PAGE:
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    Game » consists of 4 releases. Released Jul 31, 1999

    Critically lauded but commercially unsuccessful in the United States, Belgian developer Appeal's swan song was ahead of its time and has gained a cult following. Shoot, scan, and smash pots on a variety of alien landscapes.

    Short summary describing this game.

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    Outcast focuses upon the misadventures of Cutter Slade, a hard-luck former Navy Seal. A parallel world called Adelpha is discovered, and the U.S. military sends a probe to investigate. However, a Talan native of Adelpha damages the probe, unexpectedly creating a rift in the fabric of spacetime that threatens to destroy Earth itself. Slade is charged with the task of escorting three top scientists to Adelpha to repair the damage and save Earth.

    Awakening in Adelpha with the hangover of a lifetime, Slade finds himself separated from his team, and mistaken for the Ulukai, the Talans' messiah and savior. Finding the probe will require Slade to earn the trust of Talans across six different regions of Adelpha, and thwart the armies of the tyrranical Fae Rhan, who has used fear and prejudice to turn the Talans against themselves.


    Outcast is an action-adventure which emphasizes combat, interaction with NPCs and platform puzzle-solving. While the game does allow for a restricted degree of free-roaming and offers side quests which may be tackled in different orders, the game's story keeps the gameplay fairly linear. A few game-breaking bugs punish players who manage to accidentally experience certain plot-points out of order, but these bugs are rare.

    Slade must earn the trust of the Talans, who live in fear of reprisal for aiding Slade in toppling Fae Rhan's forces. He builds this trust by helping them with a variety of problems, from locating family members, to cutting off supply chains to Fae Rhan's forces. During his quest, Slade gains access to portals that will wisk him away to other regions on Adelpha, each with its own climate and culture, from the rolling riss fields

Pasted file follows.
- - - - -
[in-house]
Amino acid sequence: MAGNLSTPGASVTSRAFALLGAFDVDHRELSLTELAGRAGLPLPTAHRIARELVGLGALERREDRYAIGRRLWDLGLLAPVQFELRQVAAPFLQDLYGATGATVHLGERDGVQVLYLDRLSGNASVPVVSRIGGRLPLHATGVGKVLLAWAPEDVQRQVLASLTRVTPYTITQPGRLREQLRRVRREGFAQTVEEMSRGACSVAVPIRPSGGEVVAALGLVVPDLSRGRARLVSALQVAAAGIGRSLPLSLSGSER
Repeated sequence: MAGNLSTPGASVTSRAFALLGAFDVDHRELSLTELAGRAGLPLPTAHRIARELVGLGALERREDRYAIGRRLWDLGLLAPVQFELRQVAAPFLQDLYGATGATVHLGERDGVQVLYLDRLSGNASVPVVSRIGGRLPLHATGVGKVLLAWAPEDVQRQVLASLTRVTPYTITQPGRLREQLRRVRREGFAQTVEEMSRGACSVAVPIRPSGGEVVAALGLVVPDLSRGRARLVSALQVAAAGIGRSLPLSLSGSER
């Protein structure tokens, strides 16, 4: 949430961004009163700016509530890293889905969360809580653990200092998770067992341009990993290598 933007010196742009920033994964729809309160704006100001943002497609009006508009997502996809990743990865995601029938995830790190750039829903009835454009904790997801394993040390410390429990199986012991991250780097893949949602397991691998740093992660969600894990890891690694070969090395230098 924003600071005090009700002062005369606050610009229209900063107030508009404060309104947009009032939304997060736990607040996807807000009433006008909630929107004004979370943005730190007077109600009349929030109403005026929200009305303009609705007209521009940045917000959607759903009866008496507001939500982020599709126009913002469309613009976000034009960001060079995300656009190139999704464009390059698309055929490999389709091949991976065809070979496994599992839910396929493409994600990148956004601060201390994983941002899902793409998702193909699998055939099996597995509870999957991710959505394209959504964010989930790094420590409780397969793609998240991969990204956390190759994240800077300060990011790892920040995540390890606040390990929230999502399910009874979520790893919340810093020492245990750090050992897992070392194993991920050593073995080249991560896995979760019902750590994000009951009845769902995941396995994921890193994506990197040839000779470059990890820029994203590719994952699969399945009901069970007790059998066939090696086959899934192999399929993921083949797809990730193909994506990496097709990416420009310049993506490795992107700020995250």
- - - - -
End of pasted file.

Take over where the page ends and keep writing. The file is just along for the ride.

Some islands are best left alone.
    Some islands are best left alone.

    of Shamazaar to the bustling desert city of Okriana in Talanzaar. Slade's travels are further aided by his trusty Twon-Ha, a bipedal beast of burden ridden like horses.

    The action takes place in third person, utilizing mouse and keyboard controls similar to other PC-based shooters. Slade has access to a nearly limitless inventory, thanks to a backpack which miniturizes all items for easy storage. When not in the thick of action, Slade can imprint his essence on a crystal called the Gamsaav, which allows the player to save the game. This process takes a few seconds to activate, and will cancel out if the player is attacked, thus requiring the player to be careful when deciding to save.

    The social interaction takes place through in-engine cutscenes, based upon dialogue trees. Slade's choice of approach can help or hinder him with some of the more skittish locals.

    Adelpha's Regions

    Despite Adelpha being a parallel world to earth, the world itself is considerably different. It consists of six regions, each of which is seperated by large seas of water. Since these waters seem to be impassable, the only way to travel to another region is through the use of portals, which are called Daokas. Each region has a distinct landscape and the inhabitants all have their own unique way of life.

    • Ranzaar - This is by far the coldest region in all of Adelpha. Covered in nothing but snow and ice, and extremely low temperatures, only the hardy Talans can survive here. This is also where the player starts the game and learns the ropes of controlling Cutter.
    • Shamazaar - This is where riz comes from, one of the Talans' largest sources of food. It's also home to four temples, each of which represents one of the essences of the Talan.
    • Talanzaar - A large dessert with only one city, Okriana, which also happens to be the largest and busiest city in all of Adelpha. The city is divided in different areas, called boks, each one with its own form of merchandise. A major portion of the side-quests are found in Talanzaar, and it's also here that players find out more about the obvious absence of women and children.
    • Motazaar - Dry mountainous region where the Talan mine for the precious metal helidium, which the soldiers need for their weapons. Rivers of lava cut through the landscape.
    • Okasankaar - A marsh-like region, with a small town by the name of Cyana. The waters here are extremely dangerous, as venturing too far will cause players to be attacked by sannegtas, which can be best described as mutated sharks.
    • Okaar - Dense forest housing mysterious temples and the crash-site of Cutter's ship. The region is populated by a primitive tribe known as the Oogoobar who do not welcome outsiders.